When the Holy Spirit arrives on our doorstep, the world and its enticements quickly dim and the things that we used to love, we will soon hate, and the things that we used to hate, we will soon love. It is the Holy Spirit’s duty to transform earthbound sinners into heaven-bound saints. This is important because earthbound sinners would not enjoy Heaven at all.
(*Note: When you come across people who are more concerned and frustrated with the religious behavior of others more than themselves, watch out. The Holy Spirit is not involved. Substituting religious ideology for personal sanctification is not a work of the Holy Spirit. However, there is one exception to this warning. People who the Lord appoints to speak corporately on these matters can do so with Holy Spirit approval.)
When a person receives the gift of the Holy Spirit (John 16:13), he becomes a new creation and he cannot get enough of God’s Word. Suddenly, the Bible is no longer a giant reference book, but instead, it is God’s voice! A born again person is encouraged to see and love people as Jesus saw and loved people.
Every born again person receives a mission along with a new set of eyes. As he matures in the Lord, the mission unfolds. Through eyes of faith, he sees and understands the temporal nature of everything that exists on Earth. He also understands that no one can serve God and money.
A born-again person may not know where God is leading, but he knows God and wherever He leads will be fine. A born again person understands that using the name of the Lord is not the same as being called by the Lord! Compare these two passages:
“Not everyone who says to me, ‘Lord, Lord,’ will enter the kingdom of heaven, but only he who does the will of my Father who is in heaven. Many will say to me on that day, ‘Lord, Lord, did we not prophesy in your name, and in your name drive out demons and perform many miracles?’ Then I will tell them plainly, ‘I never knew you. Away from me, you evildoers!’ ” (Matthew 7:20,23)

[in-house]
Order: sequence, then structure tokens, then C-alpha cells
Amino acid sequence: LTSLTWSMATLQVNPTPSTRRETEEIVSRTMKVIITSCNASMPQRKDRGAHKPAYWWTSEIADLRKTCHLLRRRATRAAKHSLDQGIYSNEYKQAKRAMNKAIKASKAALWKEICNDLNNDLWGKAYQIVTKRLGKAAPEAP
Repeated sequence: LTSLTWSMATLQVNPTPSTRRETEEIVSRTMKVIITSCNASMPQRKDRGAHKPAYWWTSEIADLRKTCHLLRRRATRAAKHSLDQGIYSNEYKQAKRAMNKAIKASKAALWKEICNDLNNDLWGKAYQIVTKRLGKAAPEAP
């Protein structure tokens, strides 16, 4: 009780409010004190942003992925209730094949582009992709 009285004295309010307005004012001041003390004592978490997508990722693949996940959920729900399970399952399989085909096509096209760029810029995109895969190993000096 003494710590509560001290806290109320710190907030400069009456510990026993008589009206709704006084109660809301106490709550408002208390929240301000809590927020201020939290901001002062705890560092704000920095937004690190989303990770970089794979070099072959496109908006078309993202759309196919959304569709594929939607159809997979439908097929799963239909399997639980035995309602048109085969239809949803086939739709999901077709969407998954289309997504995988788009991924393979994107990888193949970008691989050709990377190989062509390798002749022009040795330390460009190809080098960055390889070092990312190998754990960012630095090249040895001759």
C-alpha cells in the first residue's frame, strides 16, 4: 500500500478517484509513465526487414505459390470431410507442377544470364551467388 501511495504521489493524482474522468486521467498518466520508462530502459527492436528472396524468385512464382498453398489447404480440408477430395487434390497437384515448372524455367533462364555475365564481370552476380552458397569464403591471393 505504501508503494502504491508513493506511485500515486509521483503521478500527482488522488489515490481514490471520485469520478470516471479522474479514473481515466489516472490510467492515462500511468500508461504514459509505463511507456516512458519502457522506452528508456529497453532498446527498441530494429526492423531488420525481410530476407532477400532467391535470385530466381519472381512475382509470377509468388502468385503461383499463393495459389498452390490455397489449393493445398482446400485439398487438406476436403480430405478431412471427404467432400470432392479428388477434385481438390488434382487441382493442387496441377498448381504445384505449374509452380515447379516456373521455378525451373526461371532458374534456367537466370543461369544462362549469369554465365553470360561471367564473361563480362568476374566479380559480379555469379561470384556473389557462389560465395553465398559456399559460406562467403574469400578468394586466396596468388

“Therefore, prepare your minds for action; be self-controlled; set your hope fully on the grace to be given you when Jesus Christ is revealed. As obedient children, do not conform to the evil desires you had when you lived in ignorance. But just as he who called you is holy, so be holy in all you do; for it is written: ‘Be holy, because I am holy.’
Since you call on a Father who judges each man’s work impartially, live your lives as strangers here in reverent fear. For you know that it was not with perishable things such as silver or gold that you were redeemed from the empty way of life handed down to you from your forefathers, but with the precious blood of Christ, a lamb without blemish or defect.” (1 Peter 1:13-19)
Step 4. Spend Time with Jesus
It can be very difficult to consistently spend quite time with the Lord. This is a huge problem in today’s society because people are going crazy with busyness. If spending time with Jesus is not protected (in prayer and Bible study), the devil will quickly notice our developing habit and he will be sure that we will have no time for Jesus!